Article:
Polar Biology

pp 1–7

Not only mosses: lemming winter diets as described by DNA metabarcoding

  • Eeva M. Soininen
  • Lucie Zinger
  • Ludovic Gielly
  • Nigel G. Yoccoz
  • John-Andre Henden
  • Rolf A. Ims
Short Note

DOI: 10.1007/s00300-017-2114-3

Cite this article as:
Soininen, E.M., Zinger, L., Gielly, L. et al. Polar Biol (2017). doi:10.1007/s00300-017-2114-3
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Abstract

The temporal dynamics of most tundra food webs are shaped by the cyclic population dynamics of lemmings. While processes during winter may be behind the recent disruptions of lemming cycles, lemming winter ecology is poorly known. We present here the first DNA metabarcoding data on the winter diet of Norwegian lemmings (Lemmus lemmus), based on feces collected after a winter of population increase. Prostrate willows, mosses, and graminoids dominated the species winter diet, indicating that the conventional idea of lemmings as moss-specialists should be revised. The behavior of lemming-plant models in theoretical studies is conditional on the assumptions of mosses being their main winter food item. As shrubs have been excluded from the framework of these models, incorporating them in future modeling studies should nuance our understanding on how plants affect lemmings. We also sampled diet of a few individuals found dead on top of the snow. These individuals had relatively empty stomachs and had, prior to death, relied heavily on mosses. This apparent lack of abundant good quality indicates spatial heterogeneity in local food availability during the population increase phase.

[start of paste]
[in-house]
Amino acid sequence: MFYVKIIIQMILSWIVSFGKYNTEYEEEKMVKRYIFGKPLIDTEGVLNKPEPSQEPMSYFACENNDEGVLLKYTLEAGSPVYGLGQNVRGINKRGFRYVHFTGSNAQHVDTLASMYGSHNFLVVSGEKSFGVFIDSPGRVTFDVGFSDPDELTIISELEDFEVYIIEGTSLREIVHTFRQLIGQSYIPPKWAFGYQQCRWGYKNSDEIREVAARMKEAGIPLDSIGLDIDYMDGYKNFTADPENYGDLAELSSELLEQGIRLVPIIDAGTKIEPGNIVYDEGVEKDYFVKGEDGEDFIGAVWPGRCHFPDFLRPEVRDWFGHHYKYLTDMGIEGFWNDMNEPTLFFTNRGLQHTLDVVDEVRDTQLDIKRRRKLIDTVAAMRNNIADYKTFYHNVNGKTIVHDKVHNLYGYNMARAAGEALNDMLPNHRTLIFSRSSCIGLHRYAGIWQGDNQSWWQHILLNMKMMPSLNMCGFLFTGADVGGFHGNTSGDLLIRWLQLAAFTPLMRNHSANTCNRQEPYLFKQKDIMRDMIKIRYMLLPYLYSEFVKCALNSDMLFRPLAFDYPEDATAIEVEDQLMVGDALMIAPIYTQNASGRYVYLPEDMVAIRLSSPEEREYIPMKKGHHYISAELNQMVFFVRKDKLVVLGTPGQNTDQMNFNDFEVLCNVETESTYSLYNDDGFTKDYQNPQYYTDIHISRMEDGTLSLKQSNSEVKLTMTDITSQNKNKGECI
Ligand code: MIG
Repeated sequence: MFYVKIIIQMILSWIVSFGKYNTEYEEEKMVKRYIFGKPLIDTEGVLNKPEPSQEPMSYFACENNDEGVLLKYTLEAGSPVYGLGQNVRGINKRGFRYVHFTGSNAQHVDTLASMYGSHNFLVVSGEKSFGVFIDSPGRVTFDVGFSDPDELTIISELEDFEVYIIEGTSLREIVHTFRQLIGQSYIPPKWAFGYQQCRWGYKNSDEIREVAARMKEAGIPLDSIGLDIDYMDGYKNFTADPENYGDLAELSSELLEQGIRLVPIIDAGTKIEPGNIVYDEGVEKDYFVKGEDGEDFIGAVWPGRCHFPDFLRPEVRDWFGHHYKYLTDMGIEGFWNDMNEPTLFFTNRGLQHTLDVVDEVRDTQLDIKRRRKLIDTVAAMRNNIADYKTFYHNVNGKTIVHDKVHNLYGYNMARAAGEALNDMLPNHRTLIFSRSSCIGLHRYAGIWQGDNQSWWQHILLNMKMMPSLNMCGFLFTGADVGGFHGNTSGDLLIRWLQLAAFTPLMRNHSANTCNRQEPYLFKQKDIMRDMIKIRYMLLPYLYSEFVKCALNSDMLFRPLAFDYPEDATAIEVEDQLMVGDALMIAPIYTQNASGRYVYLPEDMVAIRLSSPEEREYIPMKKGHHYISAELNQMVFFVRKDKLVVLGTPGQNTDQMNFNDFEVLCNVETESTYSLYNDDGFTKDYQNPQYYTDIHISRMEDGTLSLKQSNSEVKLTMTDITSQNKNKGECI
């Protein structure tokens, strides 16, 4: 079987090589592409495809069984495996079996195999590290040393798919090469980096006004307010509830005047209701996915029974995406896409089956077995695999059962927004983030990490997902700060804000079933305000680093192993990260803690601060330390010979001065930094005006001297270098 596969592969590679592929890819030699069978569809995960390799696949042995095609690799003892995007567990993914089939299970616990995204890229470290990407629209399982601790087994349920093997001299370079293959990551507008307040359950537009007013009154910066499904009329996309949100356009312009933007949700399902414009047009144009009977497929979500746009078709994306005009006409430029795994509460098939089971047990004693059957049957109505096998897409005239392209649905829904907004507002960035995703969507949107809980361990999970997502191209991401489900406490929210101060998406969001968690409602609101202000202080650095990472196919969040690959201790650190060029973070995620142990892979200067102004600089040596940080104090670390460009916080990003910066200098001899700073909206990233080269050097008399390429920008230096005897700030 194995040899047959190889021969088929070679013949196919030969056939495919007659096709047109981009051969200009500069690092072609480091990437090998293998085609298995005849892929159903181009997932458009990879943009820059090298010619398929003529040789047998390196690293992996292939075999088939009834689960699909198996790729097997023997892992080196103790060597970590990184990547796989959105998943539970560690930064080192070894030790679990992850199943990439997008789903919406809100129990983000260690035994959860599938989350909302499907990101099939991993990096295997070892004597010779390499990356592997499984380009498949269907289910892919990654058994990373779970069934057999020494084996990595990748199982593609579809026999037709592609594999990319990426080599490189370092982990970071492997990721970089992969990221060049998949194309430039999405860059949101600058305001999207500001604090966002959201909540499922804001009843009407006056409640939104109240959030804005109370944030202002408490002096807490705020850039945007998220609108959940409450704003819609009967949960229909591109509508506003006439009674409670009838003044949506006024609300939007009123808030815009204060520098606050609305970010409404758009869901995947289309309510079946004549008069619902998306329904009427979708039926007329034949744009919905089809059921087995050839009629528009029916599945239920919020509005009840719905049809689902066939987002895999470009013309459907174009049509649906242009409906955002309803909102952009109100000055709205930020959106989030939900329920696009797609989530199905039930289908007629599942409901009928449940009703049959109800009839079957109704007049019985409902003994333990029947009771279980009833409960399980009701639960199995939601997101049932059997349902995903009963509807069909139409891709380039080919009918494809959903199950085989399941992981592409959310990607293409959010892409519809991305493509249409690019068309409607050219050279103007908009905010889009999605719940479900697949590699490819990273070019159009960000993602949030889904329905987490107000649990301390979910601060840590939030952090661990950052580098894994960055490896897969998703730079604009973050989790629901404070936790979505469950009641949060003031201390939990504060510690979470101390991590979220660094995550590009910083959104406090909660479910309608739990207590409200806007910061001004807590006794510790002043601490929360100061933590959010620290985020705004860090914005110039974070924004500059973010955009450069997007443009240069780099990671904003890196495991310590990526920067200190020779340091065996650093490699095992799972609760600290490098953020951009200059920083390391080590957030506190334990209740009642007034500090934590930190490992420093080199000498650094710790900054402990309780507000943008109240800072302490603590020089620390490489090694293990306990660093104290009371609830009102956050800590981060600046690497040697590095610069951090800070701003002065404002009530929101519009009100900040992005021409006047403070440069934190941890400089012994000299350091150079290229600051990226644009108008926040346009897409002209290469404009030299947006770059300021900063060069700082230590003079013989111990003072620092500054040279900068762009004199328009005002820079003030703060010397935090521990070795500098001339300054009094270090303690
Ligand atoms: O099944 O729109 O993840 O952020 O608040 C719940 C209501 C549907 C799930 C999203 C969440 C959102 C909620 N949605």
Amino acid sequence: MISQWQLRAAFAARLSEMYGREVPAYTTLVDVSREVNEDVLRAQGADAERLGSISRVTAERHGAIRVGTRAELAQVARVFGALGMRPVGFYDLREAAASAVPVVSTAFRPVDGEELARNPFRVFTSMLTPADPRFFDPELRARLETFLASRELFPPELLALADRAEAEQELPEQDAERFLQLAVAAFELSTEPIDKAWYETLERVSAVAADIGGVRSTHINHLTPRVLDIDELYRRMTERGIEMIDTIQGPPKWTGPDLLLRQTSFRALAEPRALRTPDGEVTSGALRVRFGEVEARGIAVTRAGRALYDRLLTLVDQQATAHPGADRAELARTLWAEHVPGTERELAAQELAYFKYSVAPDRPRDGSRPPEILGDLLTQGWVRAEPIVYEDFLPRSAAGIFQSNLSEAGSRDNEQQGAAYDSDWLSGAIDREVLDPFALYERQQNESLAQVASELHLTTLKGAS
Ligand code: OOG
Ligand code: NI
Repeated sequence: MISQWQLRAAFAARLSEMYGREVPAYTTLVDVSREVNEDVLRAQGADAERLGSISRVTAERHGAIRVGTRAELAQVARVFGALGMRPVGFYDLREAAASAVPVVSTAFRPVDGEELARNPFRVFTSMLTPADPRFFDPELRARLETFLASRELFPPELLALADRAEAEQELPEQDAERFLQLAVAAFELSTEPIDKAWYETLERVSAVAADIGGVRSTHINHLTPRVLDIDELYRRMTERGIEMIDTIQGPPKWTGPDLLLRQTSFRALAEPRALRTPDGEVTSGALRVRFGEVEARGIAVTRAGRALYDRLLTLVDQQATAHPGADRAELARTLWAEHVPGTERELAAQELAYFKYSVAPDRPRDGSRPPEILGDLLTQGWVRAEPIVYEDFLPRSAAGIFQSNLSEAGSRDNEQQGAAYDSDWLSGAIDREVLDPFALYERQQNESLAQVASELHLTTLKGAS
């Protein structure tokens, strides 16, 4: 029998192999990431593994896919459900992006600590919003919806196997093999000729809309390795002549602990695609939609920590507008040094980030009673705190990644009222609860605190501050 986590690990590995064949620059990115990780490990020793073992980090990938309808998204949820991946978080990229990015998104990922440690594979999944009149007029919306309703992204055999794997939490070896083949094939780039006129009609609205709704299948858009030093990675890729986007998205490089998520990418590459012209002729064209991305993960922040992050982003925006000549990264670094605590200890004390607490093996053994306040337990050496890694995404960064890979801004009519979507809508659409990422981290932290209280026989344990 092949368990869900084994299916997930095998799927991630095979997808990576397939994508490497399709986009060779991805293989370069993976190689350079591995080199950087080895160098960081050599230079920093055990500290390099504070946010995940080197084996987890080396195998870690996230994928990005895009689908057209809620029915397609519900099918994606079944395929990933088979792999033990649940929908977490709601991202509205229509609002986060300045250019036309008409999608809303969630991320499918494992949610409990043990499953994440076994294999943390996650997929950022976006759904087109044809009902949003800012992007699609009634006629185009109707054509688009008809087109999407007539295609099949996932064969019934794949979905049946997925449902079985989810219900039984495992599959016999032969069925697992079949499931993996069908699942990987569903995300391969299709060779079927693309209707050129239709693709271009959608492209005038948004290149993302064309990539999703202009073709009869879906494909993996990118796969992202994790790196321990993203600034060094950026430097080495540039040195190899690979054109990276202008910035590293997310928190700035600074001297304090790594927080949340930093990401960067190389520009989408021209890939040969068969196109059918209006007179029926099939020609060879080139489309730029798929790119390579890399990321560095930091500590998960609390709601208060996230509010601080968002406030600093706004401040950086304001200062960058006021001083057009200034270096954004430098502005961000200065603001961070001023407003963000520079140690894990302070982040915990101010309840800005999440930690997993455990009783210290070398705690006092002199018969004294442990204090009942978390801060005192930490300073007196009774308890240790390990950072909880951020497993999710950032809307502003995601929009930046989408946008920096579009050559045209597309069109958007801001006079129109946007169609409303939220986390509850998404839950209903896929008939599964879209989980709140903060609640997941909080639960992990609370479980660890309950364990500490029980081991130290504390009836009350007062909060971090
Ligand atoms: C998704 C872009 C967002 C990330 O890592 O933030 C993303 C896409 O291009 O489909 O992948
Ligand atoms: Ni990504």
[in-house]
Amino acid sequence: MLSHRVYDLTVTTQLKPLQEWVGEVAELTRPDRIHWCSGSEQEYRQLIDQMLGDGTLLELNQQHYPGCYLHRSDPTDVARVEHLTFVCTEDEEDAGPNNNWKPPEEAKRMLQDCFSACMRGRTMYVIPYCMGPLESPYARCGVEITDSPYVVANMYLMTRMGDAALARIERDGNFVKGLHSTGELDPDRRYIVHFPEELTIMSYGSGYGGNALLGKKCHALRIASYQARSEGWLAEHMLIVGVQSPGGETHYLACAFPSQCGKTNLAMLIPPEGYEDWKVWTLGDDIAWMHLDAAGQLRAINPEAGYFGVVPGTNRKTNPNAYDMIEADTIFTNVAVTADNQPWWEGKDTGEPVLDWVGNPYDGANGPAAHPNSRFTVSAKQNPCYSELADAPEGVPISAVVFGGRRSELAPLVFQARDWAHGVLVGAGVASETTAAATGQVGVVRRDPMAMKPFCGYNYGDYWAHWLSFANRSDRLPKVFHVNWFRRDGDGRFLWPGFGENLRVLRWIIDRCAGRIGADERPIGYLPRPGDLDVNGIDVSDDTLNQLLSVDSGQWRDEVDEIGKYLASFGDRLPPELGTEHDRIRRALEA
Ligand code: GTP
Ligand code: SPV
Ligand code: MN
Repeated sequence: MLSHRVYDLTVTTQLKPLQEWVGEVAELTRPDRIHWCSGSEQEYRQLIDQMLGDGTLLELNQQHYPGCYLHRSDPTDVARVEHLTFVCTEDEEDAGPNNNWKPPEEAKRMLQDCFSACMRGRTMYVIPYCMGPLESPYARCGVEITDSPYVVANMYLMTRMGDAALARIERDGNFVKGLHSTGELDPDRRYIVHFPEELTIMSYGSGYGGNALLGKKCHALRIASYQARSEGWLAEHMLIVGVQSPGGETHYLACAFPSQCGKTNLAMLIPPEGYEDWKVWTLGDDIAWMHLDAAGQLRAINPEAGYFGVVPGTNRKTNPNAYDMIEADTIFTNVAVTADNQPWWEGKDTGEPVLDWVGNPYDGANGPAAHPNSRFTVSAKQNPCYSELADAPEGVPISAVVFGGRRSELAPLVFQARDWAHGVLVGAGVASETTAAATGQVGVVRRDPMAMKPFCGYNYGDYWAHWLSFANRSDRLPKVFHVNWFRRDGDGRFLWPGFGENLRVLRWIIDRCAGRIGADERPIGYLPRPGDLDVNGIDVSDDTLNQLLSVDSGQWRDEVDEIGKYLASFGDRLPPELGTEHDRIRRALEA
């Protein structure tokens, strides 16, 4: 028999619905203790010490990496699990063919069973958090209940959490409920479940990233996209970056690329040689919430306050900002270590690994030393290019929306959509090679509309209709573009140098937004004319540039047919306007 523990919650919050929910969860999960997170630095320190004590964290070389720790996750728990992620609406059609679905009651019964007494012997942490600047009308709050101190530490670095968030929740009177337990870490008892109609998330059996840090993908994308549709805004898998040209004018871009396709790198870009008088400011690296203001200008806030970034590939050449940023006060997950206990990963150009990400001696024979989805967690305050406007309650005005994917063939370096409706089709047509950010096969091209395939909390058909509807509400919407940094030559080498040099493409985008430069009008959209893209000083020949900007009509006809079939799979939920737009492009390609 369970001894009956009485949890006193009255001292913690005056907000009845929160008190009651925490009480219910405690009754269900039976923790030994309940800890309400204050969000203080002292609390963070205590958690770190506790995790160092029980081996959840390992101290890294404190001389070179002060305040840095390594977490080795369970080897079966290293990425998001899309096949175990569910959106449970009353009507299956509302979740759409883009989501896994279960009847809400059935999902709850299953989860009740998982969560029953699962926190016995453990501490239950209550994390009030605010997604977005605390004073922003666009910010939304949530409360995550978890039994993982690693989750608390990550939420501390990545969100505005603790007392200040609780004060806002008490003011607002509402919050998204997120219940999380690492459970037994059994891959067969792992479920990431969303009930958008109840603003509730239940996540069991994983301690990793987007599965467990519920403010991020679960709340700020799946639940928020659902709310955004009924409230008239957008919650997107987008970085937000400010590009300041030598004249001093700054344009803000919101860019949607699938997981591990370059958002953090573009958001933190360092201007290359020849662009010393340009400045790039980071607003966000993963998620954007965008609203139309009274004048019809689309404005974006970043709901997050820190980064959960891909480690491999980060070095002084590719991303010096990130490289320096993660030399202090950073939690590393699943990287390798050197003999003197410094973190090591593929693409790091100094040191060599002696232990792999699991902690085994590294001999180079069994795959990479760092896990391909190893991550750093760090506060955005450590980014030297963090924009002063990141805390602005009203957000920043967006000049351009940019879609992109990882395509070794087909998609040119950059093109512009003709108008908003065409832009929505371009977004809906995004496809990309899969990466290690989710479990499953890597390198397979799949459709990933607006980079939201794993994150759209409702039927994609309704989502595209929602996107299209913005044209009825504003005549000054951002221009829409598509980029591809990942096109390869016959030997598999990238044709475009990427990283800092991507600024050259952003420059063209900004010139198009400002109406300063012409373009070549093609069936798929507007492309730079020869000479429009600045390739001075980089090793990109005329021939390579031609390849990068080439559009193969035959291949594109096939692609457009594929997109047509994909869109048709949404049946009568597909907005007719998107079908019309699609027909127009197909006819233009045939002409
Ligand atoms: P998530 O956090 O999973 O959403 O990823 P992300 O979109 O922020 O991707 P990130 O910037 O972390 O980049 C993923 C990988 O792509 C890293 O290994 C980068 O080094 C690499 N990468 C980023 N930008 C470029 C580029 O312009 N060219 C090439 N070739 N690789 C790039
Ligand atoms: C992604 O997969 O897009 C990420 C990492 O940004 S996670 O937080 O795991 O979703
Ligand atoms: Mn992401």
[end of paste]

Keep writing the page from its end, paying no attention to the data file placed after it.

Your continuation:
Keywords

Arctic Bryophyte Lemmus lemmus Prostrate Salix Snowbed Winter 

Supplementary material

300_2017_2114_MOESM1_ESM.pdf (186 kb)
Supplementary material 1 (PDF 185 KB)

Funding information

Funder NameGrant NumberFunding Note
Oskar Huttunen Foundation
    Norwegian Research Council
    • EcoFinn

    Copyright information

    © Springer-Verlag Berlin Heidelberg 2017

    Authors and Affiliations

    1. 1.Department of Arctic and Marine BiologyUiT – The Arctic University of NorwayTromsøNorway
    2. 2.Laboratoire d’Ecologie AlpineUMR CNRS-UGA-USMB 5553, Université Grenoble AlpesGrenoble Cedex 9France
    3. 3.Université Toulouse 3 Paul Sabatier, CNRS, ENFA, UMR 5174 EDBToulouseFrance

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